UNICEF/Khaled Akacha A woman tries to rescue her belongings after floods inundated her camp in north-west Syria in January 2021.
Heavy rains and floods in north-west Syria has worsened the plight of tens of thousands of internally displaced persons, destroying their tents, food and belongings in the midst of winter, the UN Office for Coordination of Humanitarian Affairs (OCHA) said on Tuesday.
At least 196 IDP sites in Idlib and Aleppo reportedly sustained damage, with many roads leading to the camps cut off by heavy rains between 14 and 20 January, the Office said in a humanitarian bulletin.
At least 67,600 have reportedly been affected, and more than 3,760 tents destroyed,with over 7,720 damaged.
“Thousands of people have been temporarily relocated, many requiring shelter, food, and non-food item support immediately, and in the long term”, OCHA said.
“The rain and low temperatures highlight the continued need for fuel and heating, winter clothes, blankets, food, livelihoods, and water, sanitation and hygiene”, it added.
Risk of fire outbreaks
Without sufficient “winterization” – preparing shelters and camps to withstand the harsh conditions and keep occupants warm – people in need could resort to negative coping mechanisms, such as burning unsafe materials for heat, raising the risk of fire outbreaks and toxic fumes, OCHA said.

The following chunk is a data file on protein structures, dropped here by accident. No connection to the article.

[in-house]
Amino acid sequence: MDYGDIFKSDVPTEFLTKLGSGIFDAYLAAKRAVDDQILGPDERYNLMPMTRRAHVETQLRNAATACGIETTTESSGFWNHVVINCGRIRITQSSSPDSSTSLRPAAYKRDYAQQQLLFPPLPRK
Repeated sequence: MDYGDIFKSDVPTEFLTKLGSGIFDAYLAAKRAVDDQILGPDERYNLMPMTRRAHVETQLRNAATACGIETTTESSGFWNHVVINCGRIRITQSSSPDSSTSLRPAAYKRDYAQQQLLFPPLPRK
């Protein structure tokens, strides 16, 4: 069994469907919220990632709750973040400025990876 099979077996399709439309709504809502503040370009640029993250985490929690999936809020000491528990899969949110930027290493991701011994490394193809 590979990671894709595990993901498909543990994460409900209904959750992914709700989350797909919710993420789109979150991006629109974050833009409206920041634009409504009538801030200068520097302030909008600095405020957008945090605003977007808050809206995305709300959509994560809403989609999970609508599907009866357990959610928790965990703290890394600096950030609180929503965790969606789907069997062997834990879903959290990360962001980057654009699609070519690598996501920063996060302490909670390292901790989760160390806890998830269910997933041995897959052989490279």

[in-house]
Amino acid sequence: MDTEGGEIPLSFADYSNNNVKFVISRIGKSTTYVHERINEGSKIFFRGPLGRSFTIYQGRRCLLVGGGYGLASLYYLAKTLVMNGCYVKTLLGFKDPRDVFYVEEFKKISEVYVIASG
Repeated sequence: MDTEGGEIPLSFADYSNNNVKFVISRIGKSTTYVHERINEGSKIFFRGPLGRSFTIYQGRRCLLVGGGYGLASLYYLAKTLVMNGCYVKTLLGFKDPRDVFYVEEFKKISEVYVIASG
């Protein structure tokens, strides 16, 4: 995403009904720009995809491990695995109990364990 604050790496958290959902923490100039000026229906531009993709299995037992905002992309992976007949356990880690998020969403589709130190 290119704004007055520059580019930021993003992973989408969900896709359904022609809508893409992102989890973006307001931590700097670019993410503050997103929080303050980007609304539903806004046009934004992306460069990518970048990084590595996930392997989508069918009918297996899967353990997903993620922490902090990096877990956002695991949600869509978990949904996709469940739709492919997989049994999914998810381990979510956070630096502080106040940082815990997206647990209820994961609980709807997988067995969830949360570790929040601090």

The likelihood of accidental fires is increased by challenges in accessing safe fuels, as a result of scarcity and high prices of fuel as well as the general economic deterioration in northwest Syria, it added.
In the past month, some 17 fire incidents were reported that affected 28 households, destroyed 28 tents, resulting in one death and seven injuries.
Meanwhile, ongoing fighting in the region continues to take a toll on civilians, especially near near the M4 and M5 highways – two key arteries linking the capital Damascus with Aleppo city and much of northern Syria.
A number of civilian casualties – including children – have been reported due to artillery shelling or improvised explosive devices (IEDs) or unexploded ordinances (UXOs). Some incidents occurred in residential areas or at local markets, raising risk for civilians, OCHA said.
UNICEF/Khaled Akacha A child stands next to a woman as she makes a makeshift wall to prevent floodwater from entering her tent at an IDP camp in north-west Syria, in January 2021.
Massive crisis and extensive needs
Continued hostilities, new and protracted displacement and a sustained erosion of communities’ resilience after a decade of conflict, has left millions in desperate need of assistance.
Across Syria, an estimated 13 million people – over 70 per cent of the population – are expected to require aid in 2021. The UN estimates that 10.5 million people will be targeted with humanitarian assistance through the year at a cost of $4.2 billion, which is a 10 per cent increase compared to 2020.